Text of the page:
Heavy Alcohol Consumption Bad for the Aging Brain

MedicalResearch.com Interview with:
Séverine Sabia, PhD
Epidemiology & Public Health, Div of Population Health
University College London – Gower Street – London

MedicalResearch.com: What are the main findings of the study?

Dr. Sabia: The present study shows a detrimental effect of heavy alcohol consumption on cognitive ageing, and the effects are seen as early as 55 years old.

MedicalResearch.com: Were any of the findings unexpected?

Dr. Sabia: Heavy alcohol consumption is known to be detrimental for health. So the results were not surprising. They add that heavy alcohol consumption is also detrimental for the brain and the effects can be observed as soon as 55 years old.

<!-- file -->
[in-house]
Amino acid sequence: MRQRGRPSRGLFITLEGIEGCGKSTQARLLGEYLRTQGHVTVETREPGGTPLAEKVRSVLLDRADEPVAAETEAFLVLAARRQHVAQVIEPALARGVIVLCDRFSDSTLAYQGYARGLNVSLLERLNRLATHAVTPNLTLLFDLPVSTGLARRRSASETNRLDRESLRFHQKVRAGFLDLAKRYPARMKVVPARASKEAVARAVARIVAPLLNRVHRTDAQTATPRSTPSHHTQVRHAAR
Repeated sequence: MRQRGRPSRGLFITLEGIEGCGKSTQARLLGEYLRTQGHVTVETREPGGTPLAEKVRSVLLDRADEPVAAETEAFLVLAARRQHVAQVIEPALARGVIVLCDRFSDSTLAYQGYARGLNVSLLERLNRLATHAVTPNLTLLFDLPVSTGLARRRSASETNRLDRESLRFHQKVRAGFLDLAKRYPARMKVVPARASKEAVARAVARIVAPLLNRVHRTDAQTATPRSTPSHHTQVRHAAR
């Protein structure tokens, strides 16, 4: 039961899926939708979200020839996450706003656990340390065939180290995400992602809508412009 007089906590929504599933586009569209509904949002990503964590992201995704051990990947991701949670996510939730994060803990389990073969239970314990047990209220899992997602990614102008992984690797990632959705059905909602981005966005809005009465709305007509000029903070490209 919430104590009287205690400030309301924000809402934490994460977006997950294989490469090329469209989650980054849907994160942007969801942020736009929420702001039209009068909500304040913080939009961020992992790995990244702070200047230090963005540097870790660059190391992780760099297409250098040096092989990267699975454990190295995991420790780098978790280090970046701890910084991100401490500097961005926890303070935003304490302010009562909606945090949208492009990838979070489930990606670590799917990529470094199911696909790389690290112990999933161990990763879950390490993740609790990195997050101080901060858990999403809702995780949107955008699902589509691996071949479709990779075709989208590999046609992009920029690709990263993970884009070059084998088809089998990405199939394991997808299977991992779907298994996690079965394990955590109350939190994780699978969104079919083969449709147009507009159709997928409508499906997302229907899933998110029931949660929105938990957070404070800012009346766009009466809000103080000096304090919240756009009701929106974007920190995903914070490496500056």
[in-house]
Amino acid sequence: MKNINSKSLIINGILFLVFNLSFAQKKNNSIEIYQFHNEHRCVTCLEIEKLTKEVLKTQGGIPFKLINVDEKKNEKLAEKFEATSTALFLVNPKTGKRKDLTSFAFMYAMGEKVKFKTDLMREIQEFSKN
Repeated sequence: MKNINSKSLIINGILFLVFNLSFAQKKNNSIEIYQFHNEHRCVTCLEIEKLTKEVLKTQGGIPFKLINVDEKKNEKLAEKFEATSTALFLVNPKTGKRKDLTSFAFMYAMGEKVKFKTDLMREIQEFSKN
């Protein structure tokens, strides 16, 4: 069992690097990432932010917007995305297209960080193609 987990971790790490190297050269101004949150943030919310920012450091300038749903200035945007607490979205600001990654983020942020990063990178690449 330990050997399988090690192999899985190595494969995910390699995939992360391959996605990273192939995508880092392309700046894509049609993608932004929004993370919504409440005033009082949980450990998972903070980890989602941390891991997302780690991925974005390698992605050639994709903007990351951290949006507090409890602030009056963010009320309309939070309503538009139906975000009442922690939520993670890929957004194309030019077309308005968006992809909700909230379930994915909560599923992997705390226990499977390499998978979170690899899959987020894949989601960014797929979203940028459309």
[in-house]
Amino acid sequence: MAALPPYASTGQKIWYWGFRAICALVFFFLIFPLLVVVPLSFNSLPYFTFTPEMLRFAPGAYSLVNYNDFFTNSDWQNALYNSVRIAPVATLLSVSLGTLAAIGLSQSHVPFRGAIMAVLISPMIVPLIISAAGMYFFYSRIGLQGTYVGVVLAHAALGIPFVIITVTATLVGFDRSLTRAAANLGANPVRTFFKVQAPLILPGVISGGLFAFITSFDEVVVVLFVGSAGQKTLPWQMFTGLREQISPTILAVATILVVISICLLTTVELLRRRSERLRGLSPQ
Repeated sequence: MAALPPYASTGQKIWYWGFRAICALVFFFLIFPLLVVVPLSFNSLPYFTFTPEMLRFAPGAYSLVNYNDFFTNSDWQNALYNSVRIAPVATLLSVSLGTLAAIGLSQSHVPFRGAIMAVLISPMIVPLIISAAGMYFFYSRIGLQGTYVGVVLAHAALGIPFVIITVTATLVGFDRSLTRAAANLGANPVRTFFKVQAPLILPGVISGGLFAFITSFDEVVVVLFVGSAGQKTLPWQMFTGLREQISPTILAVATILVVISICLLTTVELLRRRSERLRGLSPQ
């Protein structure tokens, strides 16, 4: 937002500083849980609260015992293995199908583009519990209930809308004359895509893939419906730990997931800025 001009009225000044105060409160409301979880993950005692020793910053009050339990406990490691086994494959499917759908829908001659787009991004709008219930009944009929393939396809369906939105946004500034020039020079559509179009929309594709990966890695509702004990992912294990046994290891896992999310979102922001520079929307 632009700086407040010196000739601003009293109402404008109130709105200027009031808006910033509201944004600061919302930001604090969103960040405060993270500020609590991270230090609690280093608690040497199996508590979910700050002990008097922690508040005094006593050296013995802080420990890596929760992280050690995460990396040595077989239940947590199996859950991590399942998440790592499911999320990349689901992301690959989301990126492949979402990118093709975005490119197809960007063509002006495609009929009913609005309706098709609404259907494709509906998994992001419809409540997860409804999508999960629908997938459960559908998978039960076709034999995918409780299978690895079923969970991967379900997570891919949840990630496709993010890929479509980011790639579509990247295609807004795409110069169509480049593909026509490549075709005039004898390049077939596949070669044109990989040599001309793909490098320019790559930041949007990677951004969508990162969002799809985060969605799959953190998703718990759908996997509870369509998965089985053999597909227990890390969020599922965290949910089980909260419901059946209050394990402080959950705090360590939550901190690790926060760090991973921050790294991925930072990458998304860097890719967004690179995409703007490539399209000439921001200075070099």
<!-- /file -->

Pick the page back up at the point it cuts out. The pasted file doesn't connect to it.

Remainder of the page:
MedicalResearch.com: What should clinicians and patients take away from your report?

Dr. Sabia: The findings are in agreement with previous studies and suggest that moderate alcohol consumption is probably not deleterious for cognitive outcomes.  However, this study adds to the evidence that heavy alcohol consumption (≥36 g/day, ≥ 4 UK drinks per day) is deleterious for cognitive ageing.

MedicalResearch.com: What recommendations do you have for future research as a result of this study?

Dr. Sabia: In the present study, it was not possible to examine the effect of heavy drinking on cognitive ageing as only a small number of women were heavy drinkers. It would be interesting to test whether the results found in men are also true in women.

Alcohol consumption and cognitive decline in early old age

Sabia, Alexis Elbaz, Annie Britton, Steven Bell, Aline Dugravot, Martin Shipley, Mika Kivimaki, and Archana Singh-Manoux

published ahead of print January 15, 2014


Last Updated on January 16, 2014 by Marie Benz MD FAAD